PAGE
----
O holy, innocent Master, thou leader of the host pure of soul, I now begin to understand what gained for thee the title, “Angel of the Schools.” The eye of an angel must indeed be able to contemplate that which constitutes an angel’s blessedness. Well didst thou understand that saying of the Holy Spirit: “Wisdom will not enter into a malicious soul, nor dwell in a body subject to sin.”—Thou hast told me that the heart that gives itself up to sensuality, must be weak, bad, and subject to low instincts. I believe thee, and I will follow thy counsels. Never will I have aught to do with what might endanger the lovely, the precious purity of my soul. When the tempter suddenly appears, may I like thee in the hour of thy fiery and memorable victory, seize the flaming brand of holy love with which to put my enemy to flight! I solemnly promise thee, O my holy Leader, to flee from every shadow of danger, to be watchful in the choice of my books, my friends, my conversations, my recreations, yes, even in my food and drink as far as in me lies. But do thou, O heavenly Protector, obtain for me the divine assistance in those encounters from which so few come forth victorious. I will conquer, I must conquer! Protect me from whatever could wound purity in the least degree and keep me in the love of this beautiful virtue till the end, that I may belong to those who in heaven thank thee for thy guard over them and contribute to thy glory, O thou triumphant Leader and renowned Hero of virginity! Amen.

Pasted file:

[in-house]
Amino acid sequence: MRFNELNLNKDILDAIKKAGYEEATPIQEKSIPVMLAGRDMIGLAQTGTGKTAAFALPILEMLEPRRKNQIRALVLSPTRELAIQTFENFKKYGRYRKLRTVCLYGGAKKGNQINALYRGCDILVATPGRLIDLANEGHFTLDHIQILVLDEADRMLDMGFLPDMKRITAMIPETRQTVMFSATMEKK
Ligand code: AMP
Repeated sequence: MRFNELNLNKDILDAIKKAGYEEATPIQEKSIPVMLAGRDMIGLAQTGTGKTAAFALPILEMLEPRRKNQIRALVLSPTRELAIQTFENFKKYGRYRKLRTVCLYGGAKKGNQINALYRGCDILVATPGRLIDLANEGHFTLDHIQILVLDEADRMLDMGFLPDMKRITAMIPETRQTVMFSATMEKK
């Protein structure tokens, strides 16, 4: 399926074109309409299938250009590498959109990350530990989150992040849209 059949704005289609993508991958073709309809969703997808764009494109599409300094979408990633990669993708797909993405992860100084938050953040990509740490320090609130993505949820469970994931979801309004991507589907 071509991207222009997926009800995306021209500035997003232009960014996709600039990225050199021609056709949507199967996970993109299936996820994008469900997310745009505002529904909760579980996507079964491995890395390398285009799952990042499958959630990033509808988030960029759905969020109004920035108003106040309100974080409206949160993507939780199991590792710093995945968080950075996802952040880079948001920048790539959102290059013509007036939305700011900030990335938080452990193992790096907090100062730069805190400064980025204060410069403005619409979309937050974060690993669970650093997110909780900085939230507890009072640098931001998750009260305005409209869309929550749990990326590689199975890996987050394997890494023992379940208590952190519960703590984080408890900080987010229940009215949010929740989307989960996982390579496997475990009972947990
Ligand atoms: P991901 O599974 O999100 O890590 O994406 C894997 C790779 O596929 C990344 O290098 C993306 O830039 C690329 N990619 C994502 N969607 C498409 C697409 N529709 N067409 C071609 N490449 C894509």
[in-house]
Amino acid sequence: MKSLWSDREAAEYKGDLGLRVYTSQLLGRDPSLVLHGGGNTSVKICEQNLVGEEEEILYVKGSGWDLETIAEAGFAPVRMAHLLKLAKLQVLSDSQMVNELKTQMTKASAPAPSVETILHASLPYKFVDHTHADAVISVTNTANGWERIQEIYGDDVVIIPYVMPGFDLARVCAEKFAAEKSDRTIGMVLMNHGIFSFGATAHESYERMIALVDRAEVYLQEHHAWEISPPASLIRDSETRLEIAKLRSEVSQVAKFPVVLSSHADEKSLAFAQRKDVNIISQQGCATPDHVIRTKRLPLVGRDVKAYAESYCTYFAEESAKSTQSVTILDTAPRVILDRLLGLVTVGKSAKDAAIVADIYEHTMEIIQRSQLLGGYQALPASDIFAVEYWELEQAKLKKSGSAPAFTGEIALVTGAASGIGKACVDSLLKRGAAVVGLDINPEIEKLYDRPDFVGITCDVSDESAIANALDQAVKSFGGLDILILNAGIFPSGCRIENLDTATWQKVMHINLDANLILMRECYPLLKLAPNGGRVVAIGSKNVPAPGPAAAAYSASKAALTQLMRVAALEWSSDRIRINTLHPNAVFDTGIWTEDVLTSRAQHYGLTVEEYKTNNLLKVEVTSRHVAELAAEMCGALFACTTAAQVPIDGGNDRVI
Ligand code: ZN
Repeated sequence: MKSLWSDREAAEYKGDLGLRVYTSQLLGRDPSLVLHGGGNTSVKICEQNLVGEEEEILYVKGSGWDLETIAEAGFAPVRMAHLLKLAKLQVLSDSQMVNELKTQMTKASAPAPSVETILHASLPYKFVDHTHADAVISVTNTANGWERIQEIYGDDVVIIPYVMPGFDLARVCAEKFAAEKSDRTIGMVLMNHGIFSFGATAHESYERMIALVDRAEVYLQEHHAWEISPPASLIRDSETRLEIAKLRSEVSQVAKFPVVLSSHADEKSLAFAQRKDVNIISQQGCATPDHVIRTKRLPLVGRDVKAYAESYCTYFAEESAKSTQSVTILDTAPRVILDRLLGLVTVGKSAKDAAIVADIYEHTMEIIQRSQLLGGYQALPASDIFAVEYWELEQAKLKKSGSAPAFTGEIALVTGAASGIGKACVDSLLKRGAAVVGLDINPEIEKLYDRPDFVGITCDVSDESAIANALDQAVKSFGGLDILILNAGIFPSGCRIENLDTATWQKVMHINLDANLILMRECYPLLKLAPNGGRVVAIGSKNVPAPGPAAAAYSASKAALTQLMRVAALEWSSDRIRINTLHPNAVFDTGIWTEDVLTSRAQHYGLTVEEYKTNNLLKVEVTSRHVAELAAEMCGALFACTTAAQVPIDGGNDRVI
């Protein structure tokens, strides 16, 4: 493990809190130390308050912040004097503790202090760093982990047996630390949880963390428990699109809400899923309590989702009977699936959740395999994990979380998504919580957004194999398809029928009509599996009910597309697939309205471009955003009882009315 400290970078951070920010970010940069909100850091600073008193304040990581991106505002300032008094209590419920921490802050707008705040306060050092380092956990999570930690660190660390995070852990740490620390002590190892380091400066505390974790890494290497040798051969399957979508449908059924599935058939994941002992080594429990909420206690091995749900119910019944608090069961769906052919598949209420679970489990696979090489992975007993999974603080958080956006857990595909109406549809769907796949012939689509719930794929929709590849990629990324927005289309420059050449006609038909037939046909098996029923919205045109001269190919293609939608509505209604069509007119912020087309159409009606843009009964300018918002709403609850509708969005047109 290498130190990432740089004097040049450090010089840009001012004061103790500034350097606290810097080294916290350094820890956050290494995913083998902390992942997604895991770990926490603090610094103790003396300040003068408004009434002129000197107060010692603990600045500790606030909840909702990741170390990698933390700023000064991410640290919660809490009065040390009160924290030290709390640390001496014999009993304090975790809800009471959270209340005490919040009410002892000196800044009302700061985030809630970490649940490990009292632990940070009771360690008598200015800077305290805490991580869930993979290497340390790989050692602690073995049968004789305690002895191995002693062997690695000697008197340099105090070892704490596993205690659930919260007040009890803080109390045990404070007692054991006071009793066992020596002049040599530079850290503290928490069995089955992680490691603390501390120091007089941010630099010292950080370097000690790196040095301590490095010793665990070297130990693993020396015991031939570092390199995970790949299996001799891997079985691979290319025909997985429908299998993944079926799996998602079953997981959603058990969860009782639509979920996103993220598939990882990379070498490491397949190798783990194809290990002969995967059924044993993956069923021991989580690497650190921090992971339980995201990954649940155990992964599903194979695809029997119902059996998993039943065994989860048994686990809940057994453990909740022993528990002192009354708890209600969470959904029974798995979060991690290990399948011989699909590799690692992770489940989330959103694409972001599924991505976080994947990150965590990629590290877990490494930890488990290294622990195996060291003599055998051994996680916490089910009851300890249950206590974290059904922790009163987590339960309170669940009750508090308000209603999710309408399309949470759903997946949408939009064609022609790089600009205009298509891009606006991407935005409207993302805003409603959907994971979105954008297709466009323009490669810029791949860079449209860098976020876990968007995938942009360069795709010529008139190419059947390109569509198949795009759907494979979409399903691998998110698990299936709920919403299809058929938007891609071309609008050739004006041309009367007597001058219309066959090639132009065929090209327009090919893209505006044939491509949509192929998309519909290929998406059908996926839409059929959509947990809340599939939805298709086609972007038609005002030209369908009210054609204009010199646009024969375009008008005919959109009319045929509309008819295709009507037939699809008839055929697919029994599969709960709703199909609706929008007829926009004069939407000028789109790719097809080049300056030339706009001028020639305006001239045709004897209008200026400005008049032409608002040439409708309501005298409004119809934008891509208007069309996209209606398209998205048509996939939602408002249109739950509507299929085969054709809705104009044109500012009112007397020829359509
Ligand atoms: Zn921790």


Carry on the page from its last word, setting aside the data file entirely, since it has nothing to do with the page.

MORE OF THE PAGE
Prayer of the Church for the Feast of St. Thomas of Aquin.
(To be repeated after every Consideration.)
O God, who by the wonderful learning of blessed Thomas, Thy confessor, hast illustrated Thy Church, and by his virtues hast enlarged it: grant, we beseech Thee, that we may understand what he taught and in our lives follow what he practised. Through Christ, our Lord. Amen.
Trait, from the Life of St. Thomas of Aquin.